FONG: I think it starts at sort of a level of persuasion. So they say, think about it. We'll come back tomorrow. Or, you know, we've got this tractor taking everybody to the - or this truck that will be taking everybody to the clinic on this date. You show up on this date, and you'll be fine. And if you miss that date, they'd come back again and threaten. And then, you know, and then so on and so forth. And so it becomes a matter of a hide-and-seek process for some people who desperately want to keep their child. So - and they hope to carry it to full term and then deliver it as a complee (ph). And then, of course, even though they are are still hit with fines, the child's living. It's born. It's there. But the problem becomes when it's still in the mother's stomach because then it's still - then it's still considered fair game for a lot of family planning officials. Theoretically speaking, forced abortions are illegal after the sixth month. But in practice, it happened. It happened as late as 2012, where there was a case of a woman, Feng Jianmei, who was - she was a rural (ph) woman. And she believed, and she wanted very much to have a second child. And they told her she couldn't. And they kept coming at her and saying, all right, if you're going to have the second child, you're going to have to pay something like 6,000 U.S. dollars. She and her husband worked in factories. They couldn't afford it. They tried to sort of see if they could pay less. And it went back and forth until she was in her seventh month, when they took her away to the hospital with a pillow case over her head and injected her with something that caused her to abort the 7-month fetus.

GROSS: You talked with some of the people who had to enforce the one-child policy and either lead people to abortions or fine them for becoming pregnant after already having had a child. Tell us one of the stories you were told by one of the enforcers, or the population police, as you call them.

FONG: There was a woman, and I tracked her down. Her name was Gao Xiaoduan (ph). And she's now living in America. She had been responsible for something like 1,500 abortions, out of which about a third were late-term abortions. And she had testified before Congress that she had worked as a mid-level family planning official in the southern China. And she gave a whole wealth of detail, basically, about, you know, what was the whole - how the business was conducted and how coercion was employed. You know, and one of the things she talked about was, you know, jails - you know, black (ph) jails that they would have. Basically, one of the ways in which you would persuade people to show up for an abortion would be to put a relative of theirs - you know, typically a mother, she would say - into the jail. I've seen these pictures of these cells, by the way. They just look like steel-bar cells. And she would say, OK, your mother's in jail. And she's going to stay there until you show up and come for an abortion. And so - you know, this is kind of the pressure or tactic employed too. And by the way, that period where they put, you know, that relative in jail, they would also charge that relative every day for, you know, a certain amount for food and so on. So, you know, a lot of people who would feel, you know, at some point bound to show up. And it wasn't necessarily just for abortions. It would also be for sterilizations too. You know, you say, OK, you know, your mother's going to be in jail until you show up for that sterilization operation.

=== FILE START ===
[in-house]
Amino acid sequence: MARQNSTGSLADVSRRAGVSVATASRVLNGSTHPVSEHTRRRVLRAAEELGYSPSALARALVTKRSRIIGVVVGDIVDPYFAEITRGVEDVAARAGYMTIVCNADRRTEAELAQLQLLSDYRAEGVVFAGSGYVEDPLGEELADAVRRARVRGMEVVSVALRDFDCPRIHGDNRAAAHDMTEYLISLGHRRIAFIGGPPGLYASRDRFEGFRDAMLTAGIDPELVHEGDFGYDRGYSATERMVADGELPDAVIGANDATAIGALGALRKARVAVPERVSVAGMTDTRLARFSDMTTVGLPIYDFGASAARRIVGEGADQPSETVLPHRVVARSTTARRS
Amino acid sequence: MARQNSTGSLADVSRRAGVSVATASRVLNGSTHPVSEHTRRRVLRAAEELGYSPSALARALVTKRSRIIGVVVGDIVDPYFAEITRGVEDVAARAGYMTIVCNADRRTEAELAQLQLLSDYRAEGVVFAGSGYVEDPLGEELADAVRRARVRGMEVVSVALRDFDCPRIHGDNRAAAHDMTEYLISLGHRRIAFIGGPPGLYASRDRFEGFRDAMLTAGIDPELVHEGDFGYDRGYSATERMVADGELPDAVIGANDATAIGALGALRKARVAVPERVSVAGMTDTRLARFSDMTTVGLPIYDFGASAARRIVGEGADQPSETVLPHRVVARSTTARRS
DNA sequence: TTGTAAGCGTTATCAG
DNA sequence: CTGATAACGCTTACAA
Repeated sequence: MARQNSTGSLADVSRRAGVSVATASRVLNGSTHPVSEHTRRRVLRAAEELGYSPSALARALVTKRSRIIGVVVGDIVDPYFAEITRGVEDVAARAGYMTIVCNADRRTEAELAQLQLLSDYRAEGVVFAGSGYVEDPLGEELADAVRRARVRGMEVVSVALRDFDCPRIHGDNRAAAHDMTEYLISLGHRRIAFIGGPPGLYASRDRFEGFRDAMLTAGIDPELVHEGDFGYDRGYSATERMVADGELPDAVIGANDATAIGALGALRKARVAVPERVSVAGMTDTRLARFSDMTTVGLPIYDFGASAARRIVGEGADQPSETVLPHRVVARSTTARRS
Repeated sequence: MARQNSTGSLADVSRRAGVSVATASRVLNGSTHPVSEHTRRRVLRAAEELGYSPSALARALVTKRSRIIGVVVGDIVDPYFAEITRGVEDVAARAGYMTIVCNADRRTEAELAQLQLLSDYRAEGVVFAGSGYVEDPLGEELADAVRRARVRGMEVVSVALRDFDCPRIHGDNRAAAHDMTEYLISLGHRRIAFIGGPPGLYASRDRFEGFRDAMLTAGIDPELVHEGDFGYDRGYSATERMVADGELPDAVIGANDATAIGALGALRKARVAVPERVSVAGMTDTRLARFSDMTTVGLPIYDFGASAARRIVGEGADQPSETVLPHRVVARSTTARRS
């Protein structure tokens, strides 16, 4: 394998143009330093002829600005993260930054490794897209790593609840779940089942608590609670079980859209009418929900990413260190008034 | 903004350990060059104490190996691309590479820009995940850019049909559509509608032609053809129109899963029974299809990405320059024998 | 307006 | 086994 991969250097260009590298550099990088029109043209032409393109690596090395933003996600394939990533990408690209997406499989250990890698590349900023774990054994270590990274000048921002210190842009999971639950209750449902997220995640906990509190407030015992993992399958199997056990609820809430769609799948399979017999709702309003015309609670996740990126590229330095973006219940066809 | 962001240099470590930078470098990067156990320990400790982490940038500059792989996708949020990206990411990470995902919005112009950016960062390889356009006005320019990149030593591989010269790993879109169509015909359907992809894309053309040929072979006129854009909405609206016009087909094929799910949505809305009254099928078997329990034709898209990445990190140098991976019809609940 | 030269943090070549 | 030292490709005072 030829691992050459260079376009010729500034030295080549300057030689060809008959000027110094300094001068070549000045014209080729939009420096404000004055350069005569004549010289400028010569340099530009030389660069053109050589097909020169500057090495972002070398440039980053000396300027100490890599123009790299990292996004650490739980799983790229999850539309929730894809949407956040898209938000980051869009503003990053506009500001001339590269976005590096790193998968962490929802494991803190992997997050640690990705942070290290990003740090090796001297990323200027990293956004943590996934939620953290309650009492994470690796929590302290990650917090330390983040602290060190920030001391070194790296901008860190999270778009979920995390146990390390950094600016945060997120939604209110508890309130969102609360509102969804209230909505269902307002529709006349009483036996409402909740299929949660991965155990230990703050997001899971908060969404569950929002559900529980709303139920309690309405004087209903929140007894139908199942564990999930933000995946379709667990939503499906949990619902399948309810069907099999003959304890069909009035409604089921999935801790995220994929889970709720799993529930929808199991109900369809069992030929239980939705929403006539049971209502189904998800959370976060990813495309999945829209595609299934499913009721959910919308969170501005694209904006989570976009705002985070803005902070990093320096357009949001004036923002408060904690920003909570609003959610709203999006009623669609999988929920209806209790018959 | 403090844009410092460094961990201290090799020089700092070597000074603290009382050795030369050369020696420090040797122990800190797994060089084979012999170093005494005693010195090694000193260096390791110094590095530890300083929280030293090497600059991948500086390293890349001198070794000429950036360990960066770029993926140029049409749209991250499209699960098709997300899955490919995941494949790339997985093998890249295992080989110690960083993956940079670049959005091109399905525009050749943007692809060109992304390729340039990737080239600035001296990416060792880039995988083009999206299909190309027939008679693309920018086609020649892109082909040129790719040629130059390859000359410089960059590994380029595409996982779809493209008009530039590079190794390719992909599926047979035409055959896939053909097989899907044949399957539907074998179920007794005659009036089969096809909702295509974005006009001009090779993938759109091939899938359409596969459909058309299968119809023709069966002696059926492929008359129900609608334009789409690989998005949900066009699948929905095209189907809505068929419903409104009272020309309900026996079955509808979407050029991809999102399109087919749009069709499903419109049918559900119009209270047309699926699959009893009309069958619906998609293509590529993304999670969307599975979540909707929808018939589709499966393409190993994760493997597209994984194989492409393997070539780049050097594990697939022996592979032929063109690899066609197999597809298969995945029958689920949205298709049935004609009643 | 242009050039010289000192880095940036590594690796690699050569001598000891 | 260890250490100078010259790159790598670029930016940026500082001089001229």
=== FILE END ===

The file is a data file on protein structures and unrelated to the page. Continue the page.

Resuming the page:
GROSS: Let's talk about how this policy, the one-child policy, has affected women in China. On the one hand, a lot of female fetuses were aborted because if you're only allowed to have one child, in China you're more likely to want that child to be a boy rather than a girl. But on the opposite side, you write that women in China, after the one-child policy, were more likely to get adequate food, education, jobs, opportunities than ever before in Chinese history. Why is that?

FONG: Well, let's say you were born after 1980 in a big city. Chances are, you probably don't have a sibling. And if you're a girl and you don't have a sibling, then you don't have to fight with your sibling for resources. So, you know, your parents will want to send you to college. They won't be able to - they won't be debating a question of whether they should spend the money on your brother or yourself. It's all for you. So, you know - so imagine this scenario replicated, you know, a million times over. And the end result is, you know, women born - especially urban women - born after 1980 achieved way more than any other generation before them.

GROSS: Are you saying, too, that your parents wouldn't automatically be favoring the brother over the daughter if there was no brother - if there was only a daughter?

FONG: Yeah, no brother, nothing, right? Only a daughter - and not only that. I mean, if you're living in a city environment, then a daughter can just as equally earn money in a white-collar job as a son. You know, it's not a question of, you know, physical strength the way it is when you're on a farm, where boys count for more than girls because boys can lift and do more heavy farm work. So women, as a result, prospered. At least urban women did, a certain subsection of urban women.

GROSS: My guest is Mei Fong, author of the new book, "One Child: The Story Of China's Most Radical Experiment." After we take a short break, we'll talk about her personal connection to the story. Also, John Powers will review the new FX miniseries about the O.J. Simpson trial, and jazz critic Kevin Whitehead will play some of the earliest jazz recordings. I'm Terry Gross, and this is FRESH AIR.